PROLOGUE: Why I wrote Becoming …

This is a book about the rest of your life.

I believe we only live once and that we’re not here to do what’s already been done. With no opportunity for rehearsal or reprise, a notion worthy of serious reflection, we are often ill-prepared for the richness of living. Many stride forward haunted by versions of themselves they chose not to become. Permitting life to just happen, or to live according to the dictates of how others think you should, borders on negligence if not stupidity.

Life is often called a journey and that presumes a destination. The compelling question is whether that place or the next plateau will be of your choosing, will be decided by circumstances you think are beyond your control or, worse, will be determined by others. No one knows the ultimate time or location of the journey’s end. The past is gone but the possibility of an extraordinary future awaits, provided we are willing to choose the path that fulfills our purpose. We all have the capacity for endless reinvention and there is no expiration date on our ability to grow.

We live in troubling, complex, uncertain and cynical times. Life is not fair, talent doesn’t always count, dedication doesn’t necessarily guarantee accomplishment and there are countless unknowns. Failure and disappointment are part of the road we travel. If we choose to dwell on the obstacles, we can get frustrated, angry or distracted. Becoming fearful, insecure and bitter only wastes precious time – time that can be spent doing much more important things. Like making a difference.

Belief dictates behaviour. We can change our lives if we genuinely want to and if we believe we can. Notwithstanding uncontrollable events and occasional self-doubts, we are the sole architects of our fate. Each of us possesses a transformative and regenerative power that can determine our destiny.

Our legacy is defined by what we do with what we’ve got in the time we have with those who matter. Life isn’t forever. So our purpose ought to be a life of meaning. How we choose to react to our circumstances is entirely a consequence of our skills, insights, resolve, demeanour and character. Simply put: What we become is up to us.

I have dedicated my professional career to reminding people, without reservation, that it is within their power to determine their purpose and to demonstrating how incremental improvements can enable them to realize their innate potential. Your potential is the absolute best you are capable of becoming and that’s the only standard you should ever measure yourself against.

The counsel I offer has nothing to do with becoming what you are “meant” to be. That implies a higher order of design. I believe we become what we want to be, that the ability to do so lies within us and is not dispensed by some divine authority. Our destiny is not in the “hands of the gods”. It’s in our heads. If you truly believe your god has a plan for you, it follows that you don’t have a plan for yourself. Hence, you will just keep waiting for things to happen and hope for the best.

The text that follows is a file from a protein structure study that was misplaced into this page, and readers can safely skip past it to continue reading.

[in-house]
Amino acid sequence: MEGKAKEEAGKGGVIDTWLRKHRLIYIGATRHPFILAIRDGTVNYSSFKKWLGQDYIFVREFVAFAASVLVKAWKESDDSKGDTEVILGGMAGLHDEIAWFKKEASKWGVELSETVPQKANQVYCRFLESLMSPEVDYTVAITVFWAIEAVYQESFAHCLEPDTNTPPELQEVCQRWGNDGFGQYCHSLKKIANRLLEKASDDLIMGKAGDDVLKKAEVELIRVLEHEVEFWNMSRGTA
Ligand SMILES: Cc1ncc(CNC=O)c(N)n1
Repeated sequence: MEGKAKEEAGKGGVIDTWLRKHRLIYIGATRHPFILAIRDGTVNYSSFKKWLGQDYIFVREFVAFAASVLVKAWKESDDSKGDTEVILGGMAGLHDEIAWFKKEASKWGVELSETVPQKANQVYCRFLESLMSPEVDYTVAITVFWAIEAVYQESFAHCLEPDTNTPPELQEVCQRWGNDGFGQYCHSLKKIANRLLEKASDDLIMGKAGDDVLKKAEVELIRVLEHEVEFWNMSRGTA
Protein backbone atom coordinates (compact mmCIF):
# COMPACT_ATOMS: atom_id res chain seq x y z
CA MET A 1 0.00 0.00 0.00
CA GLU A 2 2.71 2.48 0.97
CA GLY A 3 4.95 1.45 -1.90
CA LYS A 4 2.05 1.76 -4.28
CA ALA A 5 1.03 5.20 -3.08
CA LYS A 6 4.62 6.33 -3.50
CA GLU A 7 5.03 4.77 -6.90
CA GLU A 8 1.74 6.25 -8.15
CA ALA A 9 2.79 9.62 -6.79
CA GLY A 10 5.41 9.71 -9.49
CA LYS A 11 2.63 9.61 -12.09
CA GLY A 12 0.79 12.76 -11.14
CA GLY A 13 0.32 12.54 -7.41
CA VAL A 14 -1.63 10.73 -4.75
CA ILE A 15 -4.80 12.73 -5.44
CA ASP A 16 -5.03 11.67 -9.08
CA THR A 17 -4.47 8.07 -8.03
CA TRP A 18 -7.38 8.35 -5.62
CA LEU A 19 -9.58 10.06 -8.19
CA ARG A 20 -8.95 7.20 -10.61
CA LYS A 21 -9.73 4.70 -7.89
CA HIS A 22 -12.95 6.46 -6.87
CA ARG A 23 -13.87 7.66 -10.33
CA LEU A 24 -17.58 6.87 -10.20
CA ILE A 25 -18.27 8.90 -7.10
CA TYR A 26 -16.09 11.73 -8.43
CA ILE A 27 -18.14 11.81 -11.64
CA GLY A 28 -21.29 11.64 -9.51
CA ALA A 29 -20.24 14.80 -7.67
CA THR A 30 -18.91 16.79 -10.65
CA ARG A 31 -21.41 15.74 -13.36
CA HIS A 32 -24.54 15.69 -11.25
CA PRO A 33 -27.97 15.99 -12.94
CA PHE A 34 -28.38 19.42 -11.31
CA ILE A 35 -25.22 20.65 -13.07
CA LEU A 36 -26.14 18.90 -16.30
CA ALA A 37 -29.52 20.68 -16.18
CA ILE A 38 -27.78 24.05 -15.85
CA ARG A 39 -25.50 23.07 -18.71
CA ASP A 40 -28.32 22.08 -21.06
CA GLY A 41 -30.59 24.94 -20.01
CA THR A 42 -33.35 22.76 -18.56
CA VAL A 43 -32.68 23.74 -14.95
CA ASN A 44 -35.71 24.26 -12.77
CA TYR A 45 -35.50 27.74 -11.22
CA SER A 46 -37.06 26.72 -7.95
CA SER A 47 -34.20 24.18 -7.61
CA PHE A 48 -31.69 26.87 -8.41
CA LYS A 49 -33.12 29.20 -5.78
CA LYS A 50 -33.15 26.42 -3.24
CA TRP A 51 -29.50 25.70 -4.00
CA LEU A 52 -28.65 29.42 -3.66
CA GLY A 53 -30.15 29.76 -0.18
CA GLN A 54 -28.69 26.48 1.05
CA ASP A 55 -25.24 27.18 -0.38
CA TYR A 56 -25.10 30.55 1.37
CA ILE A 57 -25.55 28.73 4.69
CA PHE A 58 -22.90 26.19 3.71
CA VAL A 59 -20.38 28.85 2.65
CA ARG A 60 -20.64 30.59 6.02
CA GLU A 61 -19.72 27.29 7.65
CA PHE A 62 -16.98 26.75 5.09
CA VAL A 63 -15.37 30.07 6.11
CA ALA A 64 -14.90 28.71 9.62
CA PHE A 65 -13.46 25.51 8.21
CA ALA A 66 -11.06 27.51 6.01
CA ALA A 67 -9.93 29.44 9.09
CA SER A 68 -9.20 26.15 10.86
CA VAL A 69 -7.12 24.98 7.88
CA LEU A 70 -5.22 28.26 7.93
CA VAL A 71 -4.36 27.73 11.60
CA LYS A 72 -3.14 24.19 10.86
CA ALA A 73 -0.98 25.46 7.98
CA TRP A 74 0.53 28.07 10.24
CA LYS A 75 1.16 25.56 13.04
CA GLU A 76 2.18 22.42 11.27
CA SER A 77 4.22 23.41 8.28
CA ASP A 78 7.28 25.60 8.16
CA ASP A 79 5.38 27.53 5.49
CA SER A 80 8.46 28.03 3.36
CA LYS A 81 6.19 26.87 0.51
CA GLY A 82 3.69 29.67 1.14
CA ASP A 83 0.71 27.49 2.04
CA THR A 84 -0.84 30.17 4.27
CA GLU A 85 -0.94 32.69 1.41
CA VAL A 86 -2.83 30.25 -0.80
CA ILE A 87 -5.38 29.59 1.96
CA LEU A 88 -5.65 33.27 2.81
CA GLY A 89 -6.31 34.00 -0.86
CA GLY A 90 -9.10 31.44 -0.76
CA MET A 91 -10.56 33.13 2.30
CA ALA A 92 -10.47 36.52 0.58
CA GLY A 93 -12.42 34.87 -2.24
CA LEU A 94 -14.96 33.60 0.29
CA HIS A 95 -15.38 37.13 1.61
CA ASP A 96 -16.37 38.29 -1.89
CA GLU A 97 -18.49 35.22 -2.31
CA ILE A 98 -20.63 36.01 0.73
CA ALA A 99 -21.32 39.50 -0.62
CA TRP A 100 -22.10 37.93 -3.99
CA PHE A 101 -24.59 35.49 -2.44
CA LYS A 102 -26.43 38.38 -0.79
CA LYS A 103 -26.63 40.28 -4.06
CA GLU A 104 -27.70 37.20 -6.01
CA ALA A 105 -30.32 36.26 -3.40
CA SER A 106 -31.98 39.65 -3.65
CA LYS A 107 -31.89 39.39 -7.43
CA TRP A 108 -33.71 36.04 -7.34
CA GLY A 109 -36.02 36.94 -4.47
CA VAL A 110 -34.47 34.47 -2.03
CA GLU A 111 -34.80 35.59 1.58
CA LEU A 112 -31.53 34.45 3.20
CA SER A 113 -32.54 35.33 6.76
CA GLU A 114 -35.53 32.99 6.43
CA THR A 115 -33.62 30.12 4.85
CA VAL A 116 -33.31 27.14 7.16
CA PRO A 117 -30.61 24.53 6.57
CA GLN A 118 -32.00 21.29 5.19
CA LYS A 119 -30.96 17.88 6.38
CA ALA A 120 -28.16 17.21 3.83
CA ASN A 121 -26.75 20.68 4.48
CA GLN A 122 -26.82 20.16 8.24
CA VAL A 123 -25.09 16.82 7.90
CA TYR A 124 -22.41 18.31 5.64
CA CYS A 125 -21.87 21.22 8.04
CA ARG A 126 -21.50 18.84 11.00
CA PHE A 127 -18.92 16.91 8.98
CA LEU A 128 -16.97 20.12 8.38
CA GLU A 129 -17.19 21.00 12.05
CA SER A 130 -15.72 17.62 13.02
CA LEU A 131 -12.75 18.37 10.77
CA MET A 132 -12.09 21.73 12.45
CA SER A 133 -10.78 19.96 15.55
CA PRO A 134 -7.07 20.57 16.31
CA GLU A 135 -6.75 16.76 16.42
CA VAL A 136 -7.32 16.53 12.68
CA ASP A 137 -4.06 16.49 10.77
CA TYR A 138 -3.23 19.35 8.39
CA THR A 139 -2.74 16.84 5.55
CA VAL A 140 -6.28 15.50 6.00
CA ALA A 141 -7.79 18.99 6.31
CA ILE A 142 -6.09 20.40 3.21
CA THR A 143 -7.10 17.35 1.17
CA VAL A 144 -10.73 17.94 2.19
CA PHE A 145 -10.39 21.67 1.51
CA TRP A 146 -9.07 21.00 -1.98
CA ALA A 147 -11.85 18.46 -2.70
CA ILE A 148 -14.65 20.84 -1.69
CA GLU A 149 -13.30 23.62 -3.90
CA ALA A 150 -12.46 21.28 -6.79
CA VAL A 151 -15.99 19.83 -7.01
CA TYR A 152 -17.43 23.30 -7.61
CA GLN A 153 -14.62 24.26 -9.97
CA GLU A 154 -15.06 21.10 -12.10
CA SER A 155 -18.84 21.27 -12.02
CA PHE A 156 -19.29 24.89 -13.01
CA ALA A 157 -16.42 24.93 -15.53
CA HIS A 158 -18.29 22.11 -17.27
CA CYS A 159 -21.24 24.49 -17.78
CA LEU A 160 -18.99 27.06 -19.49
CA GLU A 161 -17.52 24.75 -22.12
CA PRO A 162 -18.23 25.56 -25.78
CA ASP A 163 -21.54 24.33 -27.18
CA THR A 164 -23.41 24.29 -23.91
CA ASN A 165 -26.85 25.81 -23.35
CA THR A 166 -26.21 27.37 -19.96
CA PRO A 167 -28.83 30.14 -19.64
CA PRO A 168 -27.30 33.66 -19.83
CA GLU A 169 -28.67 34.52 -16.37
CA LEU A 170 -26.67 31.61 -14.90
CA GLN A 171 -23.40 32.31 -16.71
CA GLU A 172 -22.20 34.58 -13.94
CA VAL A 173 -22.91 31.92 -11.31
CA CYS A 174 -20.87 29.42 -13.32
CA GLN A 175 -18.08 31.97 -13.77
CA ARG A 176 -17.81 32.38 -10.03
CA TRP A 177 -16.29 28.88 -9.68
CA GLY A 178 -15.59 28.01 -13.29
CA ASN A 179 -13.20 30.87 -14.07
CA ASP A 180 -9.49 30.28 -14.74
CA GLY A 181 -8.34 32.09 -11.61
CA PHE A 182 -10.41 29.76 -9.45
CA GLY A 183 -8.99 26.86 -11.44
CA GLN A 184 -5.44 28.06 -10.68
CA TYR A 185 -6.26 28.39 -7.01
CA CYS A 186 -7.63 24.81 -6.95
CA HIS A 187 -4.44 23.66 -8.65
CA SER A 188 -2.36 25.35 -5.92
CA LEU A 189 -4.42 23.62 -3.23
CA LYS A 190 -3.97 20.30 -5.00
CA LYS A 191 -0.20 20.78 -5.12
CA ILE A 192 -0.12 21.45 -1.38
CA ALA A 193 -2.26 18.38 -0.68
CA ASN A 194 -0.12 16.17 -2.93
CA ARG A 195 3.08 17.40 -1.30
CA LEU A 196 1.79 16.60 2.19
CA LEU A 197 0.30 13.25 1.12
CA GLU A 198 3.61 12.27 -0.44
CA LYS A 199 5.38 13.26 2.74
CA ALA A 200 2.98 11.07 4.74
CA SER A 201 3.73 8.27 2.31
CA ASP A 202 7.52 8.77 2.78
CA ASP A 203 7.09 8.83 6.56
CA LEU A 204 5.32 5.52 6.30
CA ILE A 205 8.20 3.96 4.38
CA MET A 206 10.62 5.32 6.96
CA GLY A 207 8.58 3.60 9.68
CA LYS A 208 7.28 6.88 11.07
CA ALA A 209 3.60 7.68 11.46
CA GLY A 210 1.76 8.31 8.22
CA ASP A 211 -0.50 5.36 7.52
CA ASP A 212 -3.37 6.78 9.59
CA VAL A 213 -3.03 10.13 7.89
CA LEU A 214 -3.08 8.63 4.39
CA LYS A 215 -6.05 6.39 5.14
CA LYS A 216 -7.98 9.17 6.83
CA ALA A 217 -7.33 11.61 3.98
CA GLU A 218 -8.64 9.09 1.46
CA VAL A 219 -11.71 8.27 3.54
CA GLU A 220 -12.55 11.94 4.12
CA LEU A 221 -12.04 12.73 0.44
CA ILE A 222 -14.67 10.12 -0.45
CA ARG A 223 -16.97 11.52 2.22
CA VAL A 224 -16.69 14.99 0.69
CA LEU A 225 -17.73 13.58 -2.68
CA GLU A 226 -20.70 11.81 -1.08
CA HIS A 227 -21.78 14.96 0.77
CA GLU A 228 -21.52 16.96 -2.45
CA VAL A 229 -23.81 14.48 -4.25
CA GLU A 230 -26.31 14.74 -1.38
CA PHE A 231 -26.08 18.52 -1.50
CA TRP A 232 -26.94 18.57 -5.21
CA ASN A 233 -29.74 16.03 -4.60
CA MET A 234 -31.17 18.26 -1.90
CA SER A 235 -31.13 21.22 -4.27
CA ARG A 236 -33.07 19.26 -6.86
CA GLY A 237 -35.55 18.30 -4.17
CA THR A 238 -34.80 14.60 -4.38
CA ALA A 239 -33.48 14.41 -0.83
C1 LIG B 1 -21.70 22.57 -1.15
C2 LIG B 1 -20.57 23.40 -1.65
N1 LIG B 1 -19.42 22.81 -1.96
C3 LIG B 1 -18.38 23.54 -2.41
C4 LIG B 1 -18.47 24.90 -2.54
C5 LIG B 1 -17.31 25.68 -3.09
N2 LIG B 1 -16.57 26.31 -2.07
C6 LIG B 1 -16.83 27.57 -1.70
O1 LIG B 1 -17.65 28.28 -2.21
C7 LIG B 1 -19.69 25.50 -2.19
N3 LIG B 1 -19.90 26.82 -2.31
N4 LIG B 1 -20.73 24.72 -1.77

While anyone, regardless of age, may find value in the thoughtful contemplation of their aspirations, my intended audience consists largely of those at mid-life, mid-career or in the midst of a search for identity. The ones whom John Gardner so insightfully describes as “accomplished fugitives from themselves.” These are the people I sometimes find in my classrooms.

Understandably, younger people may have less interest in the concept of “becoming” as they tend to think they will live a long time, that they know more than others and believe what will be will be. They may be right. For them, a vision is just corporate speak and, as they so often ask, “What’s the rush anyway?” Hence, for these readers, my advice may not be instructive at this particular juncture of their journey. Fair enough.

The essays that follow represent a distillation of some of my work over the course of five decades, the consumption of a veritable library of books, insightful discussions with tens of thousands of learners from all walks of life and valued engagements with leaders seeking novel ways to realize the enormous but unfulfilled potential of their organizations. The views espoused do not reflect all I know about achieving success (I have written other books germane to that topic) but they come reasonably close.

On my own journey, I had some advantages over others. Orphaned early, I grew up with the priceless competitive edge of having to do it on my own. The absence of parental authority created a will to survive, the strength to challenge and, ultimately, my independence. I worked hard for what I achieved, though never considered it work. Effort scares off the lazy and the timid, leaving greater opportunity for those willing to plan and take action.

Circumstances and a curious penchant for the “path less travelled” led me down a winding road of unique obstacles, great relationships and unexpected opportunities. I made mistakes and dealt with my disappointments. Regrets were never a residue of the decisions made. I may have more successes than most but that’s because I’ve fallen down many times and got up again and again. During this process of enlightenment, I discovered my compass and my purpose.

If you find value in the pages of this book, make the discoveries your own. It’s not who said something that makes it worthwhile; it’s whether it adds to your life. I have provided spaces throughout the book for you to scribble personal notes and questions worthy of contemplation. Hopefully my thoughts will strike a responsive chord. If you disagree with them, I will be pleased – it means you’re thinking for yourself about the future to which you aspire.

It is never too late to be what you might have been.  – George Eliot